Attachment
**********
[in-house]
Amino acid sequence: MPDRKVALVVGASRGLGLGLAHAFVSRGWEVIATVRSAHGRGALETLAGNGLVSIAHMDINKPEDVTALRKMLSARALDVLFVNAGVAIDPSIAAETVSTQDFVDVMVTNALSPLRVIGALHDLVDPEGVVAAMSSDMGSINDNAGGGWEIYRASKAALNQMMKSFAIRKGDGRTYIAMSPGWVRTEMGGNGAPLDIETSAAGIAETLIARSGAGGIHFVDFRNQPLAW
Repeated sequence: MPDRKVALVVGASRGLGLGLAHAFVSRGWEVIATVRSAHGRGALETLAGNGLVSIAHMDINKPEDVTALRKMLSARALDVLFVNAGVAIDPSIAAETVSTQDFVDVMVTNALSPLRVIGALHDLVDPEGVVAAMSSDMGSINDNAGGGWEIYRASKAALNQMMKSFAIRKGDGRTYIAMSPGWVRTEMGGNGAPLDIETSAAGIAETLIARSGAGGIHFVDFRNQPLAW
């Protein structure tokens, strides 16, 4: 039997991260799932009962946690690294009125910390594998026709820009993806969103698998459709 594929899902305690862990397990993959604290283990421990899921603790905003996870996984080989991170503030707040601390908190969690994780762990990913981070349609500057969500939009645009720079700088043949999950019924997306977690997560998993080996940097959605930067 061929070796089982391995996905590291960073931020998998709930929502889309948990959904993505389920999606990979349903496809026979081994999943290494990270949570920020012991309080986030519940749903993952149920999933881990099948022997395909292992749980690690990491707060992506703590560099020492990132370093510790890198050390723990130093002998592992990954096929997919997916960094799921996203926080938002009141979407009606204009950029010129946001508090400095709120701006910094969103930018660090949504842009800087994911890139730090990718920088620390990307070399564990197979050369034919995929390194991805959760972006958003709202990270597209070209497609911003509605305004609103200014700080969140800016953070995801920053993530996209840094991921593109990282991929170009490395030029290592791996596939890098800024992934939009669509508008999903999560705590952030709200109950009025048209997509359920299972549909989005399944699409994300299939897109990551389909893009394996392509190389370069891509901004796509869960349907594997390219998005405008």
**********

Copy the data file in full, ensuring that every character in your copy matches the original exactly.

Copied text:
[in-house]
Amino acid sequence: MPDRKVALVVGASRGLGLGLAHAFVSRGWEVIATVRSAHGRGALETLAGNGLVSIAHMDINKPEDVTALRKMLSARALDVLFVNAGVAIDPSIAAETVSTQDFVDVMVTNALSPLRVIGALHDLVDPEGVVAAMSSDMGSINDNAGGGWEIYRASKAALNQMMKSFAIRKGDGRTYIAMSPGWVRTEMGGNGAPLDIETSAAGIAETLIARSGAGGIHFVDFRNQPLAW
Repeated sequence: MPDRKVALVVGASRGLGLGLAHAFVSRGWEVIATVRSAHGRGALETLAGNGLVSIAHMDINKPEDVTALRKMLSARALDVLFVNAGVAIDPSIAAETVSTQDFVDVMVTNALSPLRVIGALHDLVDPEGVVAAMSSDMGSINDNAGGGWEIYRASKAALNQMMKSFAIRKGDGRTYIAMSPGWVRTEMGGNGAPLDIETSAAGIAETLIARSGAGGIHFVDFRNQPLAW
């Protein structure tokens, strides 16, 4: 039997991260799932009962946690690294009125910390594998026709820009993806969103698998459709 594929899902305690862990397990993959604290283990421990899921603790905003996870996984080989991170503030707040601390908190969690994780762990990913981070349609500057969500939009645009720079700088043949999950019924997306977690997560998993080996940097959605930067 061929070796089982391995996905590291960073931020998998709930929502889309948990959904993505389920999606990979349903496809026979081994999943290494990270949570920020012991309080986030519940749903993952149920999933881990099948022997395909292992749980690690990491707060992506703590560099020492990132370093510790890198050390723990130093002998592992990954096929997919997916960094799921996203926080938002009141979407009606204009950029010129946001508090400095709120701006910094969103930018660090949504842009800087994911890139730090990718920088620390990307070399564990197979050369034919995929390194991805959760972006958003709202990270597209070209497609911003509605305004609103200014700080969140800016953070995801920053993530996209840094991921593109990282991929170009490395030029290592791996596939890098800024992934939009669509508008999903999560705590952030709200109950009025048209997509359920299972549909989005399944699409994300299939897109990551389909893009394996392509190389370069891509901004796509869960349907594997390219998005405008």